You are losing purchasing power to inflation on almost all of these anyways. Your efund is ridiculously large. Have you considered putting a small portion into an index or tax managed type fund, maybe 20%? Give it a chance to grow, etc,

              Comment


              • #8
                HGuy, here are further thoughts on this:

                1. I think Ally's "raise your rate" deal is a little phony. Here's why: the deal is that they'll allow you to raise your rate in the future but only, "if our rate on your term and balance tier goes up".  The problem is that they don't offer the same terms (2 or 4 year) in standard CDs.  They conveniently offer practically every other term *other than* 2-year and 4-year in their standard CDs.  That means that they can keep the rates on their raise-your-rate CDs depressed so that you have less opportunity, in reality, to be able to raise your rate.  That strikes me as a consumer-unfriendly game.  In fact, you can see that they are actually doing this: the rate on the raise-your-rate 4 year is the same as the rate on their standard 3-year.  They are intentionally keeping those 4-years low because they don't want to let you raise your rate!

                2. I don't know how big your balances are, and how many years you have left on these CDs, but here's how the breakeven would work out on your 4-year CDs:

                • At 1.5%, a 120-day penalty translates into 0.5% (120 days = ~one-third of a year).  So that's what you're giving up.

                • If you move to Synchrony, they'll pay you 2.0% instead of 1.5%, so the incremental interest will be 0.5% per year.

                • That means the breakeven period is one year.  If you have more than one year left on your 4-year CDs, then it's worth it to pay the early-withdrawal penalty and switch to Synchrony.


                3. To take a step back, it's worth giving thought to the size of your emergency fund.  It sounds to me like it's on the larger side.  I'm curious what makes up the other three-quarters of your e-fund.  Also curious about the stability of your job.  If your risk is low of becoming unemployed or of some unexpectedly large expense, then maybe you can scale back the overall size of your e-fund.  That would allow you to use your funds more productively, and it would also minimize the degree to which half-point differences in CD rates matter to your overall financial picture.

                Comment


                • #9




                  HGuy, here are further thoughts on this:

                  1. I think Ally’s “raise your rate” deal is a little phony. Here’s why: the deal is that they’ll allow you to raise your rate in the future but only, “if our rate on your term and balance tier goes up”.  The problem is that they don’t offer the same terms (2 or 4 year) in standard CDs.  They conveniently offer practically every other term *other than* 2-year and 4-year in their standard CDs.  That means that they can keep the rates on their raise-your-rate CDs depressed so that you have less opportunity, in reality, to be able to raise your rate.  That strikes me as a consumer-unfriendly game.  In fact, you can see that they are actually doing this: the rate on the raise-your-rate 4 year is the same as the rate on their standard 3-year.  They are intentionally keeping those 4-years low because they don’t want to let you raise your rate! I agree they are artificially keeping the rates down - hence it continuing to nag me. It also nags me that I could tie my money down for 25% less time and still get the same rate and lower early withdrawal penalty.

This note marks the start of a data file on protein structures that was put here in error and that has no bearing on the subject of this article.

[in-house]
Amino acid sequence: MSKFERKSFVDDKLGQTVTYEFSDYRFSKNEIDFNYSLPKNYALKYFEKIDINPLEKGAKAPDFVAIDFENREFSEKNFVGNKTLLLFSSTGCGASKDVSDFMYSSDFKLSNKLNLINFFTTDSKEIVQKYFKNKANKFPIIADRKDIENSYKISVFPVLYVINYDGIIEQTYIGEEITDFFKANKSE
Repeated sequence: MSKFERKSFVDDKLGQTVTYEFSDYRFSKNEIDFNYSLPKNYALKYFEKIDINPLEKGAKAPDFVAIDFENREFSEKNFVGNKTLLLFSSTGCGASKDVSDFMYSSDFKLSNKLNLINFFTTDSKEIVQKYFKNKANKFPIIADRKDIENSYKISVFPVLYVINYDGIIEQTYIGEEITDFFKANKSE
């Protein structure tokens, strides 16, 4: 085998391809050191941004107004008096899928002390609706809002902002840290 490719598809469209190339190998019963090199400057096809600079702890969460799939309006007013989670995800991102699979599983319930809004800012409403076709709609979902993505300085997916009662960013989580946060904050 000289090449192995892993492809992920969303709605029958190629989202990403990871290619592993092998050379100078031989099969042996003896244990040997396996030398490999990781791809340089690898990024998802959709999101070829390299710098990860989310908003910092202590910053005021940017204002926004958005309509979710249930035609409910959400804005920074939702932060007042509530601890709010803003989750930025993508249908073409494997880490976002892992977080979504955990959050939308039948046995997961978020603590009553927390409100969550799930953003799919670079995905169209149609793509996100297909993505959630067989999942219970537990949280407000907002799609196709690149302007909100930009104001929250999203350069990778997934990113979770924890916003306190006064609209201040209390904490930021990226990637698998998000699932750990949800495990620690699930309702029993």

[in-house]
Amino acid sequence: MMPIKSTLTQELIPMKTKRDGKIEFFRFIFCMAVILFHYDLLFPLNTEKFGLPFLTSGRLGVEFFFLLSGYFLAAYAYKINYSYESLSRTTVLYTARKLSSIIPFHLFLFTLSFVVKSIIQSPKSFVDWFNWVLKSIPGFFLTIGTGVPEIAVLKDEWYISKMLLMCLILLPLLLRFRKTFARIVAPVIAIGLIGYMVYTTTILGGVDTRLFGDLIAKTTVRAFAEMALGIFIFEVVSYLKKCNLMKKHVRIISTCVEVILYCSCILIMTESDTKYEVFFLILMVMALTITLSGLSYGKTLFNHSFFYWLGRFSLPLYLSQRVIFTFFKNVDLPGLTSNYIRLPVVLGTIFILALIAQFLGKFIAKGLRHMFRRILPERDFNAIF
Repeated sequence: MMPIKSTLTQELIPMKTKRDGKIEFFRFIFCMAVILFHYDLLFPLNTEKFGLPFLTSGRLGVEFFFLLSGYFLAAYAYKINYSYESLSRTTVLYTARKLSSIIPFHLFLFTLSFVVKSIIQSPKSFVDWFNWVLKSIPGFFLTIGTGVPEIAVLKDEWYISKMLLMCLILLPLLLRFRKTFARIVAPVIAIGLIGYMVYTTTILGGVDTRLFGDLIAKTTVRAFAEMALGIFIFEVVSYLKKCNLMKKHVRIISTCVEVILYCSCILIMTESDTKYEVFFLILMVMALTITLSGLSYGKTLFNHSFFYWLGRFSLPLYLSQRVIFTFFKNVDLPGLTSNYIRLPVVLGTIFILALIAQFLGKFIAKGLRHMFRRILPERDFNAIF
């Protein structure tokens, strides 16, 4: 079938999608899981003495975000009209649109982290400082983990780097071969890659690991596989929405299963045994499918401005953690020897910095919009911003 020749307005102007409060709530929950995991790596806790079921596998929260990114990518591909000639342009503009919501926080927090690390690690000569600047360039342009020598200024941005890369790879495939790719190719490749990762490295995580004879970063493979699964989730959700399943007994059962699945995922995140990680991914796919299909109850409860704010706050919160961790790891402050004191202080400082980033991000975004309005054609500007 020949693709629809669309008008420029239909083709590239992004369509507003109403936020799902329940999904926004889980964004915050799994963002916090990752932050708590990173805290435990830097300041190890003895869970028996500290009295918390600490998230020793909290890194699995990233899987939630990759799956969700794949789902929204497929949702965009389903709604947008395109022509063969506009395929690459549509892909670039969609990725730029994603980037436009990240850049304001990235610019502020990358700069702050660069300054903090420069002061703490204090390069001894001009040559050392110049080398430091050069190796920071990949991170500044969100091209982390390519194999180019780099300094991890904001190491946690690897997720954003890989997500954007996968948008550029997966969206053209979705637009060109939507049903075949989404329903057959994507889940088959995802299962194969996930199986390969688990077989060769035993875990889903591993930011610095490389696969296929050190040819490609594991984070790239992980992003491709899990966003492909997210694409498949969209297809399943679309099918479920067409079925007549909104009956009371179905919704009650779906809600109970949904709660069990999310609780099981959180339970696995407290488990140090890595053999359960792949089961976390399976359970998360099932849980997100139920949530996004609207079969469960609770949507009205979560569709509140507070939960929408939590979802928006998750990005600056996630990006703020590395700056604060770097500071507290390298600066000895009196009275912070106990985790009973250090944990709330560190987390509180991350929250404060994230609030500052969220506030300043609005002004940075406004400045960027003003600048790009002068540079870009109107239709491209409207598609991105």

2. I don’t know how big your balances are, and how many years you have left on these CDs, but here’s how the breakeven would work out on your 4-year CDs:

                  • At 1.5%, a 120-day penalty translates into 0.5% (120 days = ~one-third of a year).  So that’s what you’re giving up.

                  • If you move to Synchrony, they’ll pay you 2.0% instead of 1.5%, so the incremental interest will be 0.5% per year.

                  • That means the breakeven period is one year.  If you have more than one year left on your 4-year CDs, then it’s worth it to pay the early-withdrawal penalty and switch to Synchrony. Great math here and very helpful! Thanks!!


                  3. To take a step back, it’s worth giving thought to the size of your emergency fund.  It sounds to me like it’s on the larger side.  I’m curious what makes up the other three-quarters of your e-fund.  Also curious about the stability of your job.  If your risk is low of becoming unemployed or of some unexpectedly large expense, then maybe you can scale back the overall size of your e-fund.  That would allow you to use your funds more productively, and it would also minimize the degree to which half-point differences in CD rates matter to your overall financial picture. Yes, it's kind of large - lets me sleep better. More stable job now than when I first set it up. Another 1/4 of my e-fund is in cash (online savings account), the rest in Muni funds and actually a sizable chunk in index stock funds.  I do worry about insufficient return on it, hence the post.
                  Click to expand...


                   

                  Comment


                  • #10